With 12 taps of craft beer, premium burgers and funky environs, Mikkeller Kanda is a welcome addition to Tokyo’s dining scene.
Robbie Swinnerton has been living, eating and writing about food in Tokyo for over 30 years. His column, Tokyo Food File, has run in The Japan Times since 1998.
For Robbie Swinnerton's latest contributions to The Japan Times, see below:
One welcome surprise in the new Toranomon Yokocho is an offshoot of Ayu Ramen, still offering its no-frills sides and namesake noodles.
Toranomon Yokocho is the latest scrubbed-up yokochō to hit Tokyo, offering diners a la carte options from branches of high-end restaurants.
This could be the perfect time to (safely) support your favorite operations, before they get busy again.
Fakalo Pizza Gallery remains a labor-of-love operation with a half-dozen varieties each of red (tomato) and white (cheese) on the menu.
Craving classic bistro fare, loaded sandwiches or good patisserie? You’re in luck: Yusuke Namai's new menu covers all those bases (and more).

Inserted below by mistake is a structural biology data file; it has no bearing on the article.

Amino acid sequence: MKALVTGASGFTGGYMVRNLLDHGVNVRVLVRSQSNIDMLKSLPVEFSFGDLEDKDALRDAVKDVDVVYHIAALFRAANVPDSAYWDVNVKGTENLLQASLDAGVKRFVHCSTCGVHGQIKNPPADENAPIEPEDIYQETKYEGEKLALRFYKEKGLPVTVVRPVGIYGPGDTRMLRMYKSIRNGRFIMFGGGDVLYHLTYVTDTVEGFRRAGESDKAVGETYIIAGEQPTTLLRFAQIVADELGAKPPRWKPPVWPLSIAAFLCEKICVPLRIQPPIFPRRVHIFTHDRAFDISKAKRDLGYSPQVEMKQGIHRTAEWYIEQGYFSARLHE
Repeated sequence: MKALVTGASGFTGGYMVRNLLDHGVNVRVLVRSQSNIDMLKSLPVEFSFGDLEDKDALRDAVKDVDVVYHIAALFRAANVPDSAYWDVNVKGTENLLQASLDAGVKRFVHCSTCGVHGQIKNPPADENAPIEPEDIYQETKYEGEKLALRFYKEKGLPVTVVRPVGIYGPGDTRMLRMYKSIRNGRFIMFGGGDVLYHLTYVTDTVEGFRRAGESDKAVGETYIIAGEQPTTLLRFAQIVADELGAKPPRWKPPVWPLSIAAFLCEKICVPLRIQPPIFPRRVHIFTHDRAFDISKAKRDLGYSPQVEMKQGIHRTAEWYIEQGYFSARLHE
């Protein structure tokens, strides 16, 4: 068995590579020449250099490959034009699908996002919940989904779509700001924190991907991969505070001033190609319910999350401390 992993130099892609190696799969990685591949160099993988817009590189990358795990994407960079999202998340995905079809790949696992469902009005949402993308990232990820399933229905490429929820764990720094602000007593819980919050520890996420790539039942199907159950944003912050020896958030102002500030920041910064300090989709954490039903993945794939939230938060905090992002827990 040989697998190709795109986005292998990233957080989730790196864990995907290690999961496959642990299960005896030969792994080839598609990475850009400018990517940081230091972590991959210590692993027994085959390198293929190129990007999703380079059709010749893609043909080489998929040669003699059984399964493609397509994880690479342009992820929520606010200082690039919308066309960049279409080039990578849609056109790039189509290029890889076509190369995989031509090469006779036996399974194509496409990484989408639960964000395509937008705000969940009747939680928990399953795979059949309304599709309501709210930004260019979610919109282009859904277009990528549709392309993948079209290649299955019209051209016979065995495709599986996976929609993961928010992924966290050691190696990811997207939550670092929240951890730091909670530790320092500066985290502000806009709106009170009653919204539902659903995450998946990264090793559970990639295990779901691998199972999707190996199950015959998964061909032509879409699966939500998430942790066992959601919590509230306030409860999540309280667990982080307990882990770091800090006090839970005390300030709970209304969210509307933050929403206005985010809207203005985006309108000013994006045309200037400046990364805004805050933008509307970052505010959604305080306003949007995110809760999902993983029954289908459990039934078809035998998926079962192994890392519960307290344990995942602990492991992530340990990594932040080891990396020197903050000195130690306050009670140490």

Ramen shops aren’t well suited to COVID times. Fortunately, some top Tokyo ramen specialists have delivery solutions that spare us from cup noodles.
Japan is blessed with a growing number of artisan bakeries around the city that can fill that pain de campagne-sized hole in our diets.
COVID-19 implications are reverberating up and down the food chain, and those with strong links to the restaurants they supply are definitely feeling the effects. Several Tokyo chefs are taking steps to protect their valued farmers, fishermen and other food producers.
Restaurant Narisawa is still operating a full lunch and dinner service, albeit with generous table spacing and curtailed evening hours. But he has also formulated various menu iterations for takeout and home delivery ranging from ¥15,000 to a hefty ¥35,000 a head.